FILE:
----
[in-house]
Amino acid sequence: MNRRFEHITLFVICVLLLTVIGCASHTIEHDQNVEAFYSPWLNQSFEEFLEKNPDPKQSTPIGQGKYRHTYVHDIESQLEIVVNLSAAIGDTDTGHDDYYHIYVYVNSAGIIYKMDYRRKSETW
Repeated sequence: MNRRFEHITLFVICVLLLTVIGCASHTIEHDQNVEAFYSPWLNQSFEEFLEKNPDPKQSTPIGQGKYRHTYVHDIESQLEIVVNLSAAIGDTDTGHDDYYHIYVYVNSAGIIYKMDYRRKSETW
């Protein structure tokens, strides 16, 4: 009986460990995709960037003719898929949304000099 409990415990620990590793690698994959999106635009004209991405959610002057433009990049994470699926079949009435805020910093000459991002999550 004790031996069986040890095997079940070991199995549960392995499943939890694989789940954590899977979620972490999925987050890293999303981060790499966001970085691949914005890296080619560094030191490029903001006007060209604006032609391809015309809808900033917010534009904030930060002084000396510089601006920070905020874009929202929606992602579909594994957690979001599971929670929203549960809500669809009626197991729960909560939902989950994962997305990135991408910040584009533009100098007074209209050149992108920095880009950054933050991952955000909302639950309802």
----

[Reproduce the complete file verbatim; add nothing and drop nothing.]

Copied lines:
[in-house]
Amino acid sequence: MNRRFEHITLFVICVLLLTVIGCASHTIEHDQNVEAFYSPWLNQSFEEFLEKNPDPKQSTPIGQGKYRHTYVHDIESQLEIVVNLSAAIGDTDTGHDDYYHIYVYVNSAGIIYKMDYRRKSETW
Repeated sequence: MNRRFEHITLFVICVLLLTVIGCASHTIEHDQNVEAFYSPWLNQSFEEFLEKNPDPKQSTPIGQGKYRHTYVHDIESQLEIVVNLSAAIGDTDTGHDDYYHIYVYVNSAGIIYKMDYRRKSETW
């Protein structure tokens, strides 16, 4: 009986460990995709960037003719898929949304000099 409990415990620990590793690698994959999106635009004209991405959610002057433009990049994470699926079949009435805020910093000459991002999550 004790031996069986040890095997079940070991199995549960392995499943939890694989789940954590899977979620972490999925987050890293999303981060790499966001970085691949914005890296080619560094030191490029903001006007060209604006032609391809015309809808900033917010534009904030930060002084000396510089601006920070905020874009929202929606992602579909594994957690979001599971929670929203549960809500669809009626197991729960909560939902989950994962997305990135991408910040584009533009100098007074209209050149992108920095880009950054933050991952955000909302639950309802």